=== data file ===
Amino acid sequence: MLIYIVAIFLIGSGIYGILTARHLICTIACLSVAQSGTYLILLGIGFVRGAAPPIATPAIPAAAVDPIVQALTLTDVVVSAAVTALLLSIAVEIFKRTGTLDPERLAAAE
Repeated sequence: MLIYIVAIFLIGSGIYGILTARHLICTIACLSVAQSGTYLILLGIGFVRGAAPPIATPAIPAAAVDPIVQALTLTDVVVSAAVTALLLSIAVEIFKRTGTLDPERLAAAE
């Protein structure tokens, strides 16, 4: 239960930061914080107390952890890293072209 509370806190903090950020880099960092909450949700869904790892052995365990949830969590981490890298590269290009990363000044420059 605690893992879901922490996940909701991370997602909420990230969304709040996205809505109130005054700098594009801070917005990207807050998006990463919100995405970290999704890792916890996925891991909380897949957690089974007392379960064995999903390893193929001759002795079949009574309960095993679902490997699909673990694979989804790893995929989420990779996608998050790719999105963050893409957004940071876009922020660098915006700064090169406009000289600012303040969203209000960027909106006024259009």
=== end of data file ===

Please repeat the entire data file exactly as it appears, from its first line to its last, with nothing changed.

Amino acid sequence: MLIYIVAIFLIGSGIYGILTARHLICTIACLSVAQSGTYLILLGIGFVRGAAPPIATPAIPAAAVDPIVQALTLTDVVVSAAVTALLLSIAVEIFKRTGTLDPERLAAAE
Repeated sequence: MLIYIVAIFLIGSGIYGILTARHLICTIACLSVAQSGTYLILLGIGFVRGAAPPIATPAIPAAAVDPIVQALTLTDVVVSAAVTALLLSIAVEIFKRTGTLDPERLAAAE
């Protein structure tokens, strides 16, 4: 239960930061914080107390952890890293072209 509370806190903090950020880099960092909450949700869904790892052995365990949830969590981490890298590269290009990363000044420059 605690893992879901922490996940909701991370997602909420990230969304709040996205809505109130005054700098594009801070917005990207807050998006990463919100995405970290999704890792916890996925891991909380897949957690089974007392379960064995999903390893193929001759002795079949009574309960095993679902490997699909673990694979989804790893995929989420990779996608998050790719999105963050893409957004940071876009922020660098915006700064090169406009000289600012303040969203209000960027909106006024259009």